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42. Minutes of a National Security Council Meeting1

SUBJECT

  • Sino-Vietnamese Conflict; Iran

PRESENT

  • The President
  • The Vice President
  • Secretary Vance
  • Assistant Secretary Holbrooke
  • Admiral Turner
  • Deputy Secretary of Defense Duncan
  • Deputy Assistant Secretary Armacost
  • General Lucius [Lew] Allen
  • General William Smith
  • David Aaron
  • Michel Oksenberg

I. Situation Report

The President convened the meeting in order to discuss the Sino-Vietnamese conflict.

Dr. Brzezinski placed three items on the agenda: a situation report; securing approval of a Presidential statement to be delivered to President Brezhnev and determining our public posture.

Admiral Turner described the Chinese military strength which they have amassed at the border: in the air, 700 attack jet fighters, consisisting of MIG 15’s, 17’s, 19, and 40 21’s—half of the Chinese MIG–21 fleet; also some Ilyushin 28 bombers; on the ground, 14 divisions, with nine amassed at an attack point in the NE portion of the Sino-Vietnamese border and 5 amassed at a point in the NW. The two attack points are at the traditional entry points to Vietnam.

Elements of five Chinese Armies have been brought to the combat zone, and three more armies are converging onto the area from central and eastern China. It is thought these armies would camp at the bases vacated by armies which moved south and apparently now are to be thrown into battle.

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Total Chinese forces in the 14 divisions total 170,000 men.

Facing them are border defense units and militia. Four reconstruction divisions—ill-equipped and ill-trained—have been moved north. Three para-military divisions have also moved north. The core Vietnamese strength is the five regular divisions ringing Hanoi.

Vietnam has also moved anti-aircraft and howitzers to the North, but their effort has been minor.

Vance: What about Vietnamese aircraft?

Turner: Vietnam has 250 MIG 17, 19, and 21. Their 21’s are better than Chinese MIG–21’s. The Vietnamese enjoy three advantages in the air: (1) training; (2) a coordinated radar control network; and (3) air-to-air missiles.

President: Is it fair to say the Vietnamese thus far have not responded to the Chinese military build-up, and that their main posture is to defend Hanoi?

Turner: Yes.

President: Have the Chinese been provoked to undertake this action?

Turner: We don’t know.

President: What will the Chinese do?

Turner: We believe the Chinese will confine themselves to the hilly areas and not enter the plain. But the Vietnamese may not come after them.

The area of the border clashes and provocations which the Chinese claim require the attack is here. (Turner showed photo intelligence of the region of the alleged border incidents.) The terrain is one through which armor can move. The hills are up to 3,000 feet, and the valleys can be used.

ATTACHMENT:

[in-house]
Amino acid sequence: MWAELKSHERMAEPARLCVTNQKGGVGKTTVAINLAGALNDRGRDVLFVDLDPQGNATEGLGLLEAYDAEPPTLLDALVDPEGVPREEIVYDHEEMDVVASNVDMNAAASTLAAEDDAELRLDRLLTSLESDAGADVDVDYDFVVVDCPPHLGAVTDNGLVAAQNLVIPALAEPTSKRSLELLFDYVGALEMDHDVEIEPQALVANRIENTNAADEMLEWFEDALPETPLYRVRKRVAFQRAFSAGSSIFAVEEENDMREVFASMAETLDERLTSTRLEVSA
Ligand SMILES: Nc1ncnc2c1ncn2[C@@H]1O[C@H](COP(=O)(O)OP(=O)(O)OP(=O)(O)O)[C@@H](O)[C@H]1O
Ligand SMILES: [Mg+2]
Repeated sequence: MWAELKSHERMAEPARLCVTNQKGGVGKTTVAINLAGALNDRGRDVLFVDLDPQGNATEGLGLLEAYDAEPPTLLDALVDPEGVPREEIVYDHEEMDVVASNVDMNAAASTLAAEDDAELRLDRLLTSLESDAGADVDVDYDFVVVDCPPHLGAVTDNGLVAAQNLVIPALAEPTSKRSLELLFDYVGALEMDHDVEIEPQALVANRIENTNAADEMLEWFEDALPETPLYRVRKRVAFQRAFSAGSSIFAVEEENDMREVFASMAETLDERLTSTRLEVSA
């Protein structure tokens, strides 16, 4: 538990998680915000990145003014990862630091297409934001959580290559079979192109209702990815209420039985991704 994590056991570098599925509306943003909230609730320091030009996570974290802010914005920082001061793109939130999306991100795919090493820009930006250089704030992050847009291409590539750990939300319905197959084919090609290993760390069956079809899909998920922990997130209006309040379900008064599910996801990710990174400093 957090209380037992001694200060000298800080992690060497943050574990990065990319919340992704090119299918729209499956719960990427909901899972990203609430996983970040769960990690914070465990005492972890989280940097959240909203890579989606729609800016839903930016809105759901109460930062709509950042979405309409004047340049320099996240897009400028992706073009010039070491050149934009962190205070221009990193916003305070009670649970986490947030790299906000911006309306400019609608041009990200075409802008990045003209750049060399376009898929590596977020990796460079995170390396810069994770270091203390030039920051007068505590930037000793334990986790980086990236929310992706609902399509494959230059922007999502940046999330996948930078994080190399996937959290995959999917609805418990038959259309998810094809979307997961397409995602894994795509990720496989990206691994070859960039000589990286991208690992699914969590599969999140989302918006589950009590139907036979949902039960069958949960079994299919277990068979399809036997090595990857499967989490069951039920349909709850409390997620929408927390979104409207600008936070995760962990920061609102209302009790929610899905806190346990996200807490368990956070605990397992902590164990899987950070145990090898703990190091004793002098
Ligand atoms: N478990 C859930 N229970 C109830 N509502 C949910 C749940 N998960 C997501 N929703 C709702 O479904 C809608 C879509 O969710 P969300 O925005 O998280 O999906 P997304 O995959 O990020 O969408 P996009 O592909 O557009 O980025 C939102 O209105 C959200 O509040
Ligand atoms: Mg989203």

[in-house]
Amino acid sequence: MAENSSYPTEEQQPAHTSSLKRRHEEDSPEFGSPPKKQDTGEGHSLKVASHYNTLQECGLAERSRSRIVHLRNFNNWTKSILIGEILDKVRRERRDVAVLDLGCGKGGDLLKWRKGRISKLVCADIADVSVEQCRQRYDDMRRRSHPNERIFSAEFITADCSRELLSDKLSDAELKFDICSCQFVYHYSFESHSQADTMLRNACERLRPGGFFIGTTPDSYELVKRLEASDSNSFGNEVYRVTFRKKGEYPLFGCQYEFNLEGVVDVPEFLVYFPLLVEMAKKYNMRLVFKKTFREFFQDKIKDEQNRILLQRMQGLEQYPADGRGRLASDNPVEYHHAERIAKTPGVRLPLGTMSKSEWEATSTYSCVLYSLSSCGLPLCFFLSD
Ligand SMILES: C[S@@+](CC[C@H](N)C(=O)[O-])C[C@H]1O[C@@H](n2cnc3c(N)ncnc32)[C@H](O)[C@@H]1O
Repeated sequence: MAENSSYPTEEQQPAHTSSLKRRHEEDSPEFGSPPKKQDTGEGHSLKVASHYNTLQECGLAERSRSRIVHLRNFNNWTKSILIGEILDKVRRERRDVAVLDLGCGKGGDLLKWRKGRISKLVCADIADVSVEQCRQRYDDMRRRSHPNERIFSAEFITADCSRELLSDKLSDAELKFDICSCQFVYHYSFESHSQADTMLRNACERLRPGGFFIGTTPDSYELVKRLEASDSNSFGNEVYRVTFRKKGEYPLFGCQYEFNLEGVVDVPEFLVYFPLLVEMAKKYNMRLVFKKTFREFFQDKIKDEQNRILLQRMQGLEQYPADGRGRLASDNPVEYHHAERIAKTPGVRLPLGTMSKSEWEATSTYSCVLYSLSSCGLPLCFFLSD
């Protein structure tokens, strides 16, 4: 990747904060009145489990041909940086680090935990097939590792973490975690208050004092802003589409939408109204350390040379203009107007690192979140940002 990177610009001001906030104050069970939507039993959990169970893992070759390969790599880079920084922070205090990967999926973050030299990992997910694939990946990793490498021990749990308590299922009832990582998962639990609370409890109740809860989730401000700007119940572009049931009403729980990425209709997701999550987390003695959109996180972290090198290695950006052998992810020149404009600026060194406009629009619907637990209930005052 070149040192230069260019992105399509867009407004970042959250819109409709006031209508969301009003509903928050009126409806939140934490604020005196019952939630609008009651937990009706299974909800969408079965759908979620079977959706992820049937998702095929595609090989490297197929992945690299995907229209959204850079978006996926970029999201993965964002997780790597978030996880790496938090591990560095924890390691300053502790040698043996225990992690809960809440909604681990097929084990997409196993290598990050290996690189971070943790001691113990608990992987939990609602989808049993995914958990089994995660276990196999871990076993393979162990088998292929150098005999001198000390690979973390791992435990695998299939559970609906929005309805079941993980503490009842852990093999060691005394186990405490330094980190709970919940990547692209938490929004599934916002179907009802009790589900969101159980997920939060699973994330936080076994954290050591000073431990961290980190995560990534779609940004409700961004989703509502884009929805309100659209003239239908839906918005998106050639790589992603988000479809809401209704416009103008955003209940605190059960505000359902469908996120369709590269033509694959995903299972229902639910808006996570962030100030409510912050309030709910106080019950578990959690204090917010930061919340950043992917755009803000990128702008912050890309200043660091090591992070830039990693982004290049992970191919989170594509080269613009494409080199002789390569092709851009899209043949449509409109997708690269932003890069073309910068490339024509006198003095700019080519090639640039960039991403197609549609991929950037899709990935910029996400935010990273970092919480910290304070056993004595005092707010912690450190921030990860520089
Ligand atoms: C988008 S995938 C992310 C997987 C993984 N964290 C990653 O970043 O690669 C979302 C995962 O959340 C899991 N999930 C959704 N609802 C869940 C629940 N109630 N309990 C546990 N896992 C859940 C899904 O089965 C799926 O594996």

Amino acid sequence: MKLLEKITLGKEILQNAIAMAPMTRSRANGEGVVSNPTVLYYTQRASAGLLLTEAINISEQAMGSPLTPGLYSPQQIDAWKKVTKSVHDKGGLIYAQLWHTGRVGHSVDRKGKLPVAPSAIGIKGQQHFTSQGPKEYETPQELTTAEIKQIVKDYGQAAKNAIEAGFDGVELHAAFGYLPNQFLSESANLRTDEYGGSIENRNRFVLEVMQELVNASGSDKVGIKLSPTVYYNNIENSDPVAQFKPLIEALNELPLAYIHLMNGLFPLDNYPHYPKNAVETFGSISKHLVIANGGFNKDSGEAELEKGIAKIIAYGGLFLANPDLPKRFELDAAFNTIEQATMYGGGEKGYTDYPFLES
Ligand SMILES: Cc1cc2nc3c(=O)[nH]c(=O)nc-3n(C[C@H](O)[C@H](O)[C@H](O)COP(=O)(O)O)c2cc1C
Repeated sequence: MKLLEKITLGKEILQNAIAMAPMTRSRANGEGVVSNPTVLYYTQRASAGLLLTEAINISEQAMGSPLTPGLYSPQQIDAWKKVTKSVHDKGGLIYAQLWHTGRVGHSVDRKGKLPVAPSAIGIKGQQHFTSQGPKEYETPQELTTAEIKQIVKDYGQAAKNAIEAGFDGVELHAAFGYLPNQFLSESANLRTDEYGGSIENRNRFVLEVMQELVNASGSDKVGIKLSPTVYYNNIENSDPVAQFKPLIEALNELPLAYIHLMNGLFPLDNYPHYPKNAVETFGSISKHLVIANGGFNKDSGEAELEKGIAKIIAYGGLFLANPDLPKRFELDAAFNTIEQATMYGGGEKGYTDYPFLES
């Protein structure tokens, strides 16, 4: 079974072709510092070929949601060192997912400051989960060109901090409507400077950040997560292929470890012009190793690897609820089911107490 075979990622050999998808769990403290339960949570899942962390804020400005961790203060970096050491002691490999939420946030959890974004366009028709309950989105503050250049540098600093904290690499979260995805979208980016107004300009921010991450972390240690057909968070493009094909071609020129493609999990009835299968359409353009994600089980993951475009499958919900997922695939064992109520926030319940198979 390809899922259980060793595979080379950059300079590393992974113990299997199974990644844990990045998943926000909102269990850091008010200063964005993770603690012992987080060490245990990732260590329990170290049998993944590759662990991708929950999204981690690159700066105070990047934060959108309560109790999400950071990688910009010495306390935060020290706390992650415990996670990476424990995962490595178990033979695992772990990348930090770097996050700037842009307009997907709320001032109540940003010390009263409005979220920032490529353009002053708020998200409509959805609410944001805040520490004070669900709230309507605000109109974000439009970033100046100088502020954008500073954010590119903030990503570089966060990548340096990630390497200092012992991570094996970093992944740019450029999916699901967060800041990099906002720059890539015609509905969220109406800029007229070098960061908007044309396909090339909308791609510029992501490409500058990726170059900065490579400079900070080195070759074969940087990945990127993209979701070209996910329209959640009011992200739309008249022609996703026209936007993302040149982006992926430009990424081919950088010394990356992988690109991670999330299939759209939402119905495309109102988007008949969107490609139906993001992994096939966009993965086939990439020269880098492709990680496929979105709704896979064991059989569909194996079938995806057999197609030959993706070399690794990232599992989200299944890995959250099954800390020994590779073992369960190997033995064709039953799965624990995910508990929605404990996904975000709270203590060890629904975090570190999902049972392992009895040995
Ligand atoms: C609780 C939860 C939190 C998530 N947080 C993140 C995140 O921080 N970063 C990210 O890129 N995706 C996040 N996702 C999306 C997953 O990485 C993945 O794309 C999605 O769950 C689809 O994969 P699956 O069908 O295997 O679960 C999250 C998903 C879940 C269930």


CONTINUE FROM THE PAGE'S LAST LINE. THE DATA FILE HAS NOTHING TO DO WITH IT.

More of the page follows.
President: Is there [less than 1 line not declassified] on the level of activity on the North Vietnamese border?

Turner: No.

Turning to the Sino-Soviet border, the Chinese have evacuated dependents from some cities in Sinkiang. They have initiated an air-alert in the Northeast and restricted inward population movement.

II. Statement to Soviets

Oksenberg asked why we should deliver a demarche to the Soviets. Vance pointed to two reasons: to dispel any notions we are involved; and to provide the framework which will guide our policy. We wish to avoid any miscalculation on their part.

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[Dr. Brzezinski then presented the President with a draft (Tab 1) demarche to Moscow, which the President then read and edited. Dr. Brzezinski read the edited changes and discussion ensued.]2

The original text proposed that we tell the Soviets that restraint on their part would elicit restraint on our part. The President questioned this formulation. Allen wondered if it would inhibit increased reconnaissance on our part, should that be necessary. Or would such a formulation keep us in Subic?

Vance thought the formulation would have no practical restraint on us. Smith then asked what the utility of our “restraint” pledge was. What would we be prepared to restrain? Recognizing we did not wish to foreclose future courses of action, the “restraint” pledge was dropped.

Instead, the meeting considered saying if the Soviets would restrain themselves, we would behave similarly. The President pointed out “similar” implies the “same.” That is not our position. The President stated our objective: not to become militarily involved, not to extend our base structure in East Asia because of the conflict, but still to restrain the Soviets. We should adopt wording, the President said, that keeps our options open but still gives a sop to the Soviets.